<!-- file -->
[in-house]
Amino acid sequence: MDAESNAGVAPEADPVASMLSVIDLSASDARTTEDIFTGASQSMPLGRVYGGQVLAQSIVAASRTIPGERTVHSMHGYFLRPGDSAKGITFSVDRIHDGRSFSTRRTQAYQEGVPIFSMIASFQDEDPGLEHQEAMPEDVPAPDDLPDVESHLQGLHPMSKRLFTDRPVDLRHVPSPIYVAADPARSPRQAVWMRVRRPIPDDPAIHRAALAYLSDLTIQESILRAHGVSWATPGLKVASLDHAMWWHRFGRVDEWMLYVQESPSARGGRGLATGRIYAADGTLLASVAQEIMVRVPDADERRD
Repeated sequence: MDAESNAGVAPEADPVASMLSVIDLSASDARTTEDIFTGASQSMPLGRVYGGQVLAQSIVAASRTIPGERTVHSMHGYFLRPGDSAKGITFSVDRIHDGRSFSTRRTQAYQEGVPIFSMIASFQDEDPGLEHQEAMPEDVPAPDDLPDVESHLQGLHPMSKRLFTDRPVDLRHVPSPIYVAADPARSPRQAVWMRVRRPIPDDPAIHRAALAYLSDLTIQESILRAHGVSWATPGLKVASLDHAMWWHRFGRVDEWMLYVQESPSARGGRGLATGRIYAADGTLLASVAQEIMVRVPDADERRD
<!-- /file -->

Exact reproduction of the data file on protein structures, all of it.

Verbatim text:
[in-house]
Amino acid sequence: MDAESNAGVAPEADPVASMLSVIDLSASDARTTEDIFTGASQSMPLGRVYGGQVLAQSIVAASRTIPGERTVHSMHGYFLRPGDSAKGITFSVDRIHDGRSFSTRRTQAYQEGVPIFSMIASFQDEDPGLEHQEAMPEDVPAPDDLPDVESHLQGLHPMSKRLFTDRPVDLRHVPSPIYVAADPARSPRQAVWMRVRRPIPDDPAIHRAALAYLSDLTIQESILRAHGVSWATPGLKVASLDHAMWWHRFGRVDEWMLYVQESPSARGGRGLATGRIYAADGTLLASVAQEIMVRVPDADERRD
Repeated sequence: MDAESNAGVAPEADPVASMLSVIDLSASDARTTEDIFTGASQSMPLGRVYGGQVLAQSIVAASRTIPGERTVHSMHGYFLRPGDSAKGITFSVDRIHDGRSFSTRRTQAYQEGVPIFSMIASFQDEDPGLEHQEAMPEDVPAPDDLPDVESHLQGLHPMSKRLFTDRPVDLRHVPSPIYVAADPARSPRQAVWMRVRRPIPDDPAIHRAALAYLSDLTIQESILRAHGVSWATPGLKVASLDHAMWWHRFGRVDEWMLYVQESPSARGGRGLATGRIYAADGTLLASVAQEIMVRVPDADERRD